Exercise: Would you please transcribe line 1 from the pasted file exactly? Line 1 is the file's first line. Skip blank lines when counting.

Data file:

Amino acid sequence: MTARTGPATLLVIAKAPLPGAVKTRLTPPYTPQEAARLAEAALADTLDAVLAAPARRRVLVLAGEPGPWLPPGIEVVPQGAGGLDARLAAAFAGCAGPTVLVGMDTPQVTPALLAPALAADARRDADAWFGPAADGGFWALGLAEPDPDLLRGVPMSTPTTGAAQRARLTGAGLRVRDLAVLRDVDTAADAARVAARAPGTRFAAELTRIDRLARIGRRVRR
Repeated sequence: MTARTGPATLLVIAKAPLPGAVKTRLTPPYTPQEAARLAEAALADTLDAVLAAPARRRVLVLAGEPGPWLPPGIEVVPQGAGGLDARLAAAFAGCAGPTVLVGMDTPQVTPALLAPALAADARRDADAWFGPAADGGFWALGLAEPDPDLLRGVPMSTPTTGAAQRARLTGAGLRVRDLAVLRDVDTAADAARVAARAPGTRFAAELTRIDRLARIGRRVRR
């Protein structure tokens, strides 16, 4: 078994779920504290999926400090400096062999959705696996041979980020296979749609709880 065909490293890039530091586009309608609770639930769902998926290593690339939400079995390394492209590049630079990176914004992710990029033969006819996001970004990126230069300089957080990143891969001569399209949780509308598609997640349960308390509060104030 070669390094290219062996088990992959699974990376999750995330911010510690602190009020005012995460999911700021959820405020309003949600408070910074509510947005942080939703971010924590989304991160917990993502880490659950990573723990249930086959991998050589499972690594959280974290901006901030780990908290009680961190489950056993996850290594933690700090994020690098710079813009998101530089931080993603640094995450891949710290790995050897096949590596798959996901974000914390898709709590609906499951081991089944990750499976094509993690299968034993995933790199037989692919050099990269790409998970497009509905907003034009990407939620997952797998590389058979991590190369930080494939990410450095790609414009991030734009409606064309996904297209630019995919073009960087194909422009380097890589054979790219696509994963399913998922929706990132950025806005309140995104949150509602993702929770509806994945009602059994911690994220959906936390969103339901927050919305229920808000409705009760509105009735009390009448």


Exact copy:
Amino acid sequence: MTARTGPATLLVIAKAPLPGAVKTRLTPPYTPQEAARLAEAALADTLDAVLAAPARRRVLVLAGEPGPWLPPGIEVVPQGAGGLDARLAAAFAGCAGPTVLVGMDTPQVTPALLAPALAADARRDADAWFGPAADGGFWALGLAEPDPDLLRGVPMSTPTTGAAQRARLTGAGLRVRDLAVLRDVDTAADAARVAARAPGTRFAAELTRIDRLARIGRRVRR